Goth Chick News: When Pixar Met Christine…

Thursday, February 14th, 2019 | Posted by Sue Granquist

Stranger Cars

Okay, admittedly I’m way late on this since it was uploaded to YouTube in October, but as it was just brought to my attention, and killer cars are always in vogue in my world, I had to share.

On the YouTube channel Fabulous Cars VEEVOOO, some complete genius took liberties with the John Carpenter classic Christine (1983) along with other vehicular horrors and “Pixarized” them. As you likely recall, Christine is the movie based on Stephen King’s story about a demonic 1958 Plymouth Fury of the same name, who was hard core in love with her rather backward teenaged owner and went about systematically destroying anyone who mistreated him or took too much of his attention.

If you haven’t read the book, trust me when I say it’s way more interesting than I’m making it sound, and this gem of a movie short has sent me back to read it again. If you ever fell in love with a car, you’ll get it.

The short, called Stranger Cars, has all the magic of Pixar with the imagination of John Carpenter, and blends them into one big Disney nightmare.

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Goth Chick News: Looking Back at a Good Old-Fashioned Exorcism…

Thursday, February 7th, 2019 | Posted by Sue Granquist

The Exorcist poster-small

Long before Emily Rose, or Emma Evans there was Regan MacNeil, a once normal little girl who became quite a handful thanks to an imaginary friend who, as it turned out, happened to be an ancient Mesopotamian demon king. It was just over 45 years ago, on December 26, 1973, movie-going audiences were treated to what would come to be known as one of the scariest horror movies of all time – The Exorcist.

Based on William Peter Blatty’s novel of the same name, The Exorcist tells the story of a little girl possessed by the demon Pazuzu and the priests charged with saving her soul. There are tales of people being so frightened of Blatty’s book that they keep it in a separate part of the house, like a garage, a linen closet, or even a freezer; because it’s common knowledge that ancient demon spirits go dormant in the cold and can’t manage closed doors.

The movie terrified audiences even more so, with some believing there was actual evil contained in the film stock. Looking at the adjusted, highest-grossing film list, so named as all totals are twizzled to account for inflation, The Exorcist bests even Avatar. It racked up $232 million in box office takings, over $900 million by today’s standards. What is even more fascinating is the profound difference 45 years has made in what audiences consider terrifying. In spite of the advancements in special effects technology that make some of The Exorcist scenes borderline comical by today’s standards, no movie since its premier has had such an effect on movie-goers.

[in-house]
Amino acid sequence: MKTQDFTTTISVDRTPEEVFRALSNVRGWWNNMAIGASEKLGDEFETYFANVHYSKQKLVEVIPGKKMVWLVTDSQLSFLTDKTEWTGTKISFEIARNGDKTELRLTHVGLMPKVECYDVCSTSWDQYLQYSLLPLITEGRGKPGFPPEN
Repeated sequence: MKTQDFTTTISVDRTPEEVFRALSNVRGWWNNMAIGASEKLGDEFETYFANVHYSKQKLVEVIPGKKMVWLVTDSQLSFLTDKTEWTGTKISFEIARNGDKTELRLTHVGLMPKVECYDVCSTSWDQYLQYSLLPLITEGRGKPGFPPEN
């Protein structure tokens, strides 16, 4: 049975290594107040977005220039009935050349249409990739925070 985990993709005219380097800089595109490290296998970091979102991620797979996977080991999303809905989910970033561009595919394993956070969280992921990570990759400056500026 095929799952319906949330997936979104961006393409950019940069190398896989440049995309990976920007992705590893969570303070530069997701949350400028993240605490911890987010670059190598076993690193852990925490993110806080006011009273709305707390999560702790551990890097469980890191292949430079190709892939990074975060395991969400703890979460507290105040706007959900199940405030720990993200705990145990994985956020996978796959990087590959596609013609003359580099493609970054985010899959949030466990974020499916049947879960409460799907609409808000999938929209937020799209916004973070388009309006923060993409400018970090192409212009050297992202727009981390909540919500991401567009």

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Goth Chick News: The (Hot, Vampire) Boys Are Back in Town

Thursday, January 31st, 2019 | Posted by Sue Granquist

Lost Boys for Goth Chick News

Long before new-age, flannel-wearing vampire Edward Cullen pouted and emo’d his way through not drinking blood in the Twilight series, there were the dangerously sexy boys from Santa Carla who introduced the 80’s to motorcycle-riding vampires with incredible fashion sense.

The Lost Boys premiered in the summer of 1987 with the tag line, “Sleep all day. Party all night. Never grow old. Never die,” basically summing up every 80’s kid’s deepest desires. Though The Hunger arguably provided vampires with their first 20th century panache, Jason Patric and Kiefer Sutherland brought us the idea of a teen-vamps in all their dark, leather-clad, bad-boy glory; effectively changing the genre forever by then giving rise to the Joss Whedon-helmed television series Buffy the Vampire Slayer and its subsequent universe.

Two unfortunate and highly-forgettable sequels followed, neither of which managed to capture the magic of the first. Lost BoysThe Tribe (2008) saw the return of only one original cast member, Cory Feldman, and tried to make up for its shortcomings of pretty much ripping off the original plot, by throwing in a whole lot of skin. Lost Boys – The Thirst followed two years later with Feldman still in tow and fared slightly better with fans, but it was clear the whole concept either needed to be dropped, or get a reboot for the 21st century.

And voila… here we go.

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Godzilla: 3, Castles: 0 – The History of the Castles Godzilla Wrecked

Saturday, January 26th, 2019 | Posted by Ryan Harvey


The city of Washington, DC has taken occasional issue with production companies shooting large-scale action and science-fiction movies in the National Mall. As one government official explained, in regards to a planned shoot for the third Transformers film, “The National Mall is not an area in which Americans come to see high-tech action movies being made.”

What? That’s one of the reasons we have national monuments! This is not a defense of Transformers 3: We Won’t Get It Right Until Bumblebee, but a reminder that one of the core purposes of great landmarks across the globe is so they can be destroyed by aliens, robots, and giant monsters on the big screen.